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A “Pandora’s Box” of Wiretapped Conversations

Posted July. 30, 2005 03:06,   


What Is In the Transcript-

Who are in the transcript and what they spoke about are matters of concern.

Gong, the head of the secret spy agency of the National Intelligence Service (NIS), said in a statement released to the press on July 26, “Korean society, politics, and businesses were mired in a series of chaos of flattery, tricks and jealousy.”

Such remarks help us to understand what Gong, in charge of the wiretapping mission since 1992 and having undergone two presidential elections, has felt about society seen inside “underground” politics.

Lee Gun-mo, then chief of Inspection Office at the NIS, who obtained and burned two boxes of some 200 tapes and transcripts in 1999, made an even more frank and blatant response.

He maintained that the moment he opened the boxes, he shuddered at the number of surprising secrets. He thought that he should have just pretended collecting them. He explained that “If those documents are made public, every part of society could collapse with chaos beyond one’s imagination.”

Gong already remarked that “in 1994 when a secret surveillance team codenamed Mirim was re-established, I secretly took the recorded tapes out just in case.” Those in the tapes may well include civic groups and radical activists as well as those in political and business sectors, former administrations, and the press.

Rumors have it that conversations between an executive of a conglomerate and a prominent politician are recorded and transcribed.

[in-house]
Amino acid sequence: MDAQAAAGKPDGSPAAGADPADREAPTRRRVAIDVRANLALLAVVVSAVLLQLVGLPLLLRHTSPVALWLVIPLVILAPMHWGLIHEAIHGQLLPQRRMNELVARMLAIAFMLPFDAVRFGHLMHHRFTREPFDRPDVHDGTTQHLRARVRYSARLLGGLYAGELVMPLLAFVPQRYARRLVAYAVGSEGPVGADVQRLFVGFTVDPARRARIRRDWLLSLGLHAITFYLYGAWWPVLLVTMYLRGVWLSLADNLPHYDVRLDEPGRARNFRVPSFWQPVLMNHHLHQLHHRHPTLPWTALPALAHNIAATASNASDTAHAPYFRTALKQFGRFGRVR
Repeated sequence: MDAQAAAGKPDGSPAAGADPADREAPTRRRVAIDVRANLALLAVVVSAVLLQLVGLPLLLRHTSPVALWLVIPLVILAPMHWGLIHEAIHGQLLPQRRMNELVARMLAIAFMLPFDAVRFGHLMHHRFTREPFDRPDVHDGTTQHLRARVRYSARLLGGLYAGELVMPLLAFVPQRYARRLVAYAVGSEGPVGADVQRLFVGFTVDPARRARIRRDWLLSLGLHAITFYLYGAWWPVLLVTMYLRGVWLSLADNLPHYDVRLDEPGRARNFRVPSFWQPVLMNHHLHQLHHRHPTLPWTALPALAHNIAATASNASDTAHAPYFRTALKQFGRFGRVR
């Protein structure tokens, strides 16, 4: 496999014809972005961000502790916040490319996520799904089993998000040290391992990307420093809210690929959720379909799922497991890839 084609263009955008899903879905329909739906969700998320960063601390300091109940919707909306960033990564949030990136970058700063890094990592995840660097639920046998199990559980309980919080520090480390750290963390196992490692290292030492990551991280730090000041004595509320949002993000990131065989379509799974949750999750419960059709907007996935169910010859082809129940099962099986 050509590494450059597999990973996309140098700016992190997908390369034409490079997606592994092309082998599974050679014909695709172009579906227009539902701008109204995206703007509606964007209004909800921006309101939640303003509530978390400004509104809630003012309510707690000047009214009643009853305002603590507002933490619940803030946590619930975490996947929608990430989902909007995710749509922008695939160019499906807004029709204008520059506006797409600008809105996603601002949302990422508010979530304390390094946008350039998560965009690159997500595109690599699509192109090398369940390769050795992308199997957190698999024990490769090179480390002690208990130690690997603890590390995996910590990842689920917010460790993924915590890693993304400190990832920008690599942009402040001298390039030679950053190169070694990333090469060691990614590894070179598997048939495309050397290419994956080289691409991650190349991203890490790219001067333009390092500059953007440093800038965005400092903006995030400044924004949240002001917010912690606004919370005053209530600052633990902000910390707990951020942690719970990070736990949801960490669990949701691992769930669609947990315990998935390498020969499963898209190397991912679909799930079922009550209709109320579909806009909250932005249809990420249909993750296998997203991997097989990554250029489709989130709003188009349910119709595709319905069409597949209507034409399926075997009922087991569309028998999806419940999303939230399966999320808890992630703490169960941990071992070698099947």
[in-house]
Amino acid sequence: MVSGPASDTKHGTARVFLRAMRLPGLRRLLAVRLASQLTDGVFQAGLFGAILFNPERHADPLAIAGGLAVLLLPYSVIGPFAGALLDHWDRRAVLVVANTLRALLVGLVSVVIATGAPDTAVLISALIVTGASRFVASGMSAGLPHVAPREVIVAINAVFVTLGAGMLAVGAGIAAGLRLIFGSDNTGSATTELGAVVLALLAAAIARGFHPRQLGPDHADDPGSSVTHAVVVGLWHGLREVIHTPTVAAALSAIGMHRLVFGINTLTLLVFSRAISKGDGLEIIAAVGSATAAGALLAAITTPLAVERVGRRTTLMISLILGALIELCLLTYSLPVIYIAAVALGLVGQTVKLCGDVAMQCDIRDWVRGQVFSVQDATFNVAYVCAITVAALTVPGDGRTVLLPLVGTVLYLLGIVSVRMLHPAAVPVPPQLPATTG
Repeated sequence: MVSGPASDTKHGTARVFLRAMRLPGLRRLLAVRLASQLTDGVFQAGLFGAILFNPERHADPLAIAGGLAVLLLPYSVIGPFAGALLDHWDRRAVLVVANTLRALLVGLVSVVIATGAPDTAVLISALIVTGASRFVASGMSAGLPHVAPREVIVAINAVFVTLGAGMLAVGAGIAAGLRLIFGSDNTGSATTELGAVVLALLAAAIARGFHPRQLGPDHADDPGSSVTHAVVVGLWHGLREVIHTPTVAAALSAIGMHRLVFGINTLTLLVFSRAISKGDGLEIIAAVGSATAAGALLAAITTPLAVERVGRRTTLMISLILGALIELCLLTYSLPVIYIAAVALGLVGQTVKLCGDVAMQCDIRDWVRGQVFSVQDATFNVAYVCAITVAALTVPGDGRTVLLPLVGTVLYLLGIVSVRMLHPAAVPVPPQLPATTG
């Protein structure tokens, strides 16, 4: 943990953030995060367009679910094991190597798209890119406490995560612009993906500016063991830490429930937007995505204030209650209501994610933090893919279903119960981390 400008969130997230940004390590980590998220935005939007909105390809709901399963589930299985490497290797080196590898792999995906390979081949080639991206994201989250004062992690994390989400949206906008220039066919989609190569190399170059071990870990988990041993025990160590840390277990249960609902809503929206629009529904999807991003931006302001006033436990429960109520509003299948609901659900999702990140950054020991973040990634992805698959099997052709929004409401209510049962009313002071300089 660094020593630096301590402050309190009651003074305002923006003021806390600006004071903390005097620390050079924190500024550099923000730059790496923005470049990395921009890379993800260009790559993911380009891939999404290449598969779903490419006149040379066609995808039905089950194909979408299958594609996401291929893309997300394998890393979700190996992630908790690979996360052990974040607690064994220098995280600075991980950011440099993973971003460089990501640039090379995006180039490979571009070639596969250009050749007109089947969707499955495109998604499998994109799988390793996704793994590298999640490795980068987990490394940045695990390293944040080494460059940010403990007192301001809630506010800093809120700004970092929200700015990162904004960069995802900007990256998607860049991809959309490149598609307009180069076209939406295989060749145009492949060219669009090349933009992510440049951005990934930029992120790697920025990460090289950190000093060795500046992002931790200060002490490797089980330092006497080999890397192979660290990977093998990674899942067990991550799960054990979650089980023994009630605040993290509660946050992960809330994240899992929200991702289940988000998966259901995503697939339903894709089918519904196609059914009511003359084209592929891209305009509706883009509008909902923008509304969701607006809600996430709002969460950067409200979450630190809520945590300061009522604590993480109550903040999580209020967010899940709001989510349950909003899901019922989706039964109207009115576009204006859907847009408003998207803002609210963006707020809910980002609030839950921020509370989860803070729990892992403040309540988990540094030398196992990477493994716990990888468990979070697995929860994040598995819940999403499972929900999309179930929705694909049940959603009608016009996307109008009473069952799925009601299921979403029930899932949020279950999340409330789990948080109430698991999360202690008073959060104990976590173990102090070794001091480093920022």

It is worth considering the remark of Lee to Chun Yong-taek, the former head of the NIS, that recorded tapes and transcripts are highly useful for now but could deal a hard blow to the nation as a whole.

The Possibility of Other Copied Tapes-

The prosecution will launch an investigation over whether the tapes seized from Gong are copies of ones returned to the NIS or if they are totally different ones.

It seems that Gong still holds tapes involving influential figures or those who may give rise to social criticism significantly if disclosed, at home or at his office.

Some raise doubts that Gong revealed only the tapes that were advantageous to the Kim Dae-jung administration and hid others unfavorable to the administration.

There is also the possibility that he concealed other documents and tapes at a secret place in case of seizure.

Few in the spy agency believe that the intelligence veteran who worked for almost 30 years would keep illegally recorded tapes and transcripts only at home or at the office.

Lee said that “the NIS destroyed all tapes obtained, but is not sure what happened or what will happen outside of the agency.”

Gong might have had backroom dealings with those involved after he sorted out conversations based on the figures on the tapes.

Since the prosecution revealed that it reviewed the tapes and transcripts, sensitive issues may come out again during the process of reviewing, compiling, and reporting the tapes.